Xander Harris : Villains of Romance

There’s a really dark, palpable mood that emanates from Xander Harris’ new album Villains of Romance. His previous records all carried with them a heavy air and brooding stare, as if you walked into an underground club that seemed to lead directly into some Gothic alternate universe. A place where leather was a coat of arms and communication was limited to circuit-driven thoughts and indifferent stares. Always teetering the line between dark beauty and bent light skewed through stained glass.

But with Villains of Romance there’s a coalescence to these songs that give this record a narrative through line. Maybe it’s the fact that the album was released before Harris had intended to release it, or the fact that the mixture of trance-like beats, heavy synth, and dance floor aggressiveness come together perfectly. With every Xander Harris album there’s been a progression forward, and Villains of Romance might be the biggest progression yet.

Xander Harris, aka Justin Sweatt, had planned Villains of Romance as a double LP that spanned all his interests and influences. An epic release of light and dark. An accident in New Orleans led to a stall on the progression of the record, so in frustration he released Villains of Romance at just the halfway point. I’m certain that the double LP version would have been amazing, but as it stands this leaner version of the record has an urgency and at times a crazed paranoia to it that is far more revealing and engaging than a double LP could ever be.

“Bleeding Meridians” is slinky and sexy in a Catherine Deneuve from The Hunger sort of way. It’s methodical and pulls you in with its electronic beat and pulsating synth. You can’t deny it. You’re at its mercy. “First Taste of Hate” feels like a panic attack put to music. It’s quick pace and frantic synth line sounds as if something menacing is just around the corner, whether it’s real or just in your head. “Individual Outs” has a Nine Inch Nails feel to it. With its lone piano line and distant synths wavering in the air above it all, there’s an exquisite melancholy and pained solitude here. It’s a gorgeous track.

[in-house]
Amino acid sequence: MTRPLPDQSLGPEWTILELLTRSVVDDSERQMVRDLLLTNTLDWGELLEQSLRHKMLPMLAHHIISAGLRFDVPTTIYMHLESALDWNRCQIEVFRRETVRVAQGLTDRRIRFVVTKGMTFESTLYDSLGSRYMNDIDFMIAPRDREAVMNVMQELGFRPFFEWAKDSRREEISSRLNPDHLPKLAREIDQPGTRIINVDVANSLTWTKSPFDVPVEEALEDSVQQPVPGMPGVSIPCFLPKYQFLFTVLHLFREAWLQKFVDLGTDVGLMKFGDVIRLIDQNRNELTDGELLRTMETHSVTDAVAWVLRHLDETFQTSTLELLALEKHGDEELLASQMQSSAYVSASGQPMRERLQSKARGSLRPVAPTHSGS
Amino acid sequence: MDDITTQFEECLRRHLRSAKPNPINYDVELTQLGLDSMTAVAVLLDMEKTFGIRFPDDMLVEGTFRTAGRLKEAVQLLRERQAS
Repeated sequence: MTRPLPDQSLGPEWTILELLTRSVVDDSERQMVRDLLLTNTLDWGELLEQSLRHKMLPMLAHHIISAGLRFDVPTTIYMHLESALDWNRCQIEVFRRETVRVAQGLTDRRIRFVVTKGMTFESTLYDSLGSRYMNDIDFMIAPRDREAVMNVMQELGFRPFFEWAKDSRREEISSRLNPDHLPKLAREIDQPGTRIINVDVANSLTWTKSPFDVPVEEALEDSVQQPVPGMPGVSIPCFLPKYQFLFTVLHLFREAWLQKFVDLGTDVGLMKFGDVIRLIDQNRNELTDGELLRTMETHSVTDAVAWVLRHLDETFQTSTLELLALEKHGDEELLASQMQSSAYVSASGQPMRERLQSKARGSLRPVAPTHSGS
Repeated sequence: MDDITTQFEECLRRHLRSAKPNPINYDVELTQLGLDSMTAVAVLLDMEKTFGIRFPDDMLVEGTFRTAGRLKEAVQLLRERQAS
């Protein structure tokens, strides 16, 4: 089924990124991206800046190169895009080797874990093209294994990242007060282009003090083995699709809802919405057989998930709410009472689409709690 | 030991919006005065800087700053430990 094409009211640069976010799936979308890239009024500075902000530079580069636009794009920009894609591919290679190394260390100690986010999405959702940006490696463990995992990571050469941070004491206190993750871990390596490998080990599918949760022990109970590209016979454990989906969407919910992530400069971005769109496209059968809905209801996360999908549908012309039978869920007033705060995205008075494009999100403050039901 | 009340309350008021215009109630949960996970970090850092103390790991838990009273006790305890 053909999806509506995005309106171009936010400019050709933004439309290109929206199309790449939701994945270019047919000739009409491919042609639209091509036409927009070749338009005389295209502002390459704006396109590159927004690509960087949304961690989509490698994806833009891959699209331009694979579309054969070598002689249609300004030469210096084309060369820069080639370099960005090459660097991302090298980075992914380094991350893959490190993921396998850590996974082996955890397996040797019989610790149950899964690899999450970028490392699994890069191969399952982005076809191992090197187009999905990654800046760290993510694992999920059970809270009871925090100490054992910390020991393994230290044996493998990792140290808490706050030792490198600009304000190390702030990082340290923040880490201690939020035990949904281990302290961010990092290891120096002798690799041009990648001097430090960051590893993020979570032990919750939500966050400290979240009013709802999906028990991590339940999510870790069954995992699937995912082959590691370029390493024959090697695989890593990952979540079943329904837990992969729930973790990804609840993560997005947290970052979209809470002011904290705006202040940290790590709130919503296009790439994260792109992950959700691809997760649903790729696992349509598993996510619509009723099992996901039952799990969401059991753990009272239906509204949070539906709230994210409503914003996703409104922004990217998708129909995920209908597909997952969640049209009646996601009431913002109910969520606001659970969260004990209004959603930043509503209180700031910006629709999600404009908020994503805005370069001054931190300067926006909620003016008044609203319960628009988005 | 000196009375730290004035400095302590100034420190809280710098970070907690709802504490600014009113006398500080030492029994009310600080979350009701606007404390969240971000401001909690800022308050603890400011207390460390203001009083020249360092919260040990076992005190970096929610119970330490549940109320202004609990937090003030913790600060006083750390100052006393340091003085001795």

The propulsive “Stranger Danger” is like classic Depeche Mode. It has an instant familiarity to it, as if some lost memory from 1982 appeared out of nowhere to remind you to get lost in the rhythm. Of course Harris adds his own dark lean to that DM formula giving the track its own unique language. “Mall Walk” instantly puts me into some old, abandoned behemoth of a complex from the Reagan-era. A monstrosity of capitalism and waste with an ice rink in the middle, now with weeds and trees growing through the foundation. The simple rhythm and subtle synth touches makes me want to strut and swagger past a Chess King or Musicland and nonchalantly stare at the occupants. Of course I was never cool enough to fit anywhere, but this excellent track makes that awkwardness a little easier. “Feral Stare” seeps with attitude and ominous tones with piano and what sounds like real drums. The bass line pulsates and moves. “Wither Lace” closes out the album on a beautifully ornate note. With vocals by Nicolas Nadeau, the track sounds like a monumental Euro pop ballad from the 80s drenched in mountains of glorious reverb. This would’ve sat nicely on Vienna by Ultravox.

The through line I take away from Villains of Romance is solitude with something slightly sinister. Late night gambles in less than safe situations; mall walks alone with nothing but a pack of cigarettes and an Orange Julius.  It’s you in a room elegantly ornamented, candles flickering, with just your thoughts there to haunt you like a 200-year old specter staring at you from the mirror on the wall.

Villains of Romance is gorgeous, desolate, and exquisite.

8.1 out of 10


<p><a href=”https://vimeo.com/275620330″>Xander Harris – Villains of Romance</a> from <a href=”https://vimeo.com/hauntlove”>Justin Miller</a> on <a href=”https://vimeo.com”>Vimeo</a&gt;.</p>

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